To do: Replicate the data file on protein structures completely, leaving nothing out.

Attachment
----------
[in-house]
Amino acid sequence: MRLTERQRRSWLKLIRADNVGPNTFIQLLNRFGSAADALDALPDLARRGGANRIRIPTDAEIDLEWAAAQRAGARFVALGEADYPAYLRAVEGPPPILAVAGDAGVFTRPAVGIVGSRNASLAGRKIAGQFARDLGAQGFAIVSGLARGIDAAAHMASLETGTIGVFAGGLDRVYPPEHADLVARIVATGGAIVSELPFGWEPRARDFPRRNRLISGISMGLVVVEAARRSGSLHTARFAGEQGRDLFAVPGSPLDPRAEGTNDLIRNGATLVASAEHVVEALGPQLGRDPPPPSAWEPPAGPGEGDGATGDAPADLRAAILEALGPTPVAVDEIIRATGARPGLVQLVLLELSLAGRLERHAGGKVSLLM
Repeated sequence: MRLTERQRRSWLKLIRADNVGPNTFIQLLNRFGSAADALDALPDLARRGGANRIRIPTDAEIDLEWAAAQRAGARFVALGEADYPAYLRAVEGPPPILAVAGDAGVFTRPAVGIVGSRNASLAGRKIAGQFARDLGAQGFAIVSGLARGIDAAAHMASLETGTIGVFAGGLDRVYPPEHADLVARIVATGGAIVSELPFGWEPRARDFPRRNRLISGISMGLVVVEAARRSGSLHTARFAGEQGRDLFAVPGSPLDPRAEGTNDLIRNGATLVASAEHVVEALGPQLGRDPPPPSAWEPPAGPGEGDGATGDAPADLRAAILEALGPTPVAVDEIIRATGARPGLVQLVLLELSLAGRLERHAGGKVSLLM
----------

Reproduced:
[in-house]
Amino acid sequence: MRLTERQRRSWLKLIRADNVGPNTFIQLLNRFGSAADALDALPDLARRGGANRIRIPTDAEIDLEWAAAQRAGARFVALGEADYPAYLRAVEGPPPILAVAGDAGVFTRPAVGIVGSRNASLAGRKIAGQFARDLGAQGFAIVSGLARGIDAAAHMASLETGTIGVFAGGLDRVYPPEHADLVARIVATGGAIVSELPFGWEPRARDFPRRNRLISGISMGLVVVEAARRSGSLHTARFAGEQGRDLFAVPGSPLDPRAEGTNDLIRNGATLVASAEHVVEALGPQLGRDPPPPSAWEPPAGPGEGDGATGDAPADLRAAILEALGPTPVAVDEIIRATGARPGLVQLVLLELSLAGRLERHAGGKVSLLM
Repeated sequence: MRLTERQRRSWLKLIRADNVGPNTFIQLLNRFGSAADALDALPDLARRGGANRIRIPTDAEIDLEWAAAQRAGARFVALGEADYPAYLRAVEGPPPILAVAGDAGVFTRPAVGIVGSRNASLAGRKIAGQFARDLGAQGFAIVSGLARGIDAAAHMASLETGTIGVFAGGLDRVYPPEHADLVARIVATGGAIVSELPFGWEPRARDFPRRNRLISGISMGLVVVEAARRSGSLHTARFAGEQGRDLFAVPGSPLDPRAEGTNDLIRNGATLVASAEHVVEALGPQLGRDPPPPSAWEPPAGPGEGDGATGDAPADLRAAILEALGPTPVAVDEIIRATGARPGLVQLVLLELSLAGRLERHAGGKVSLLM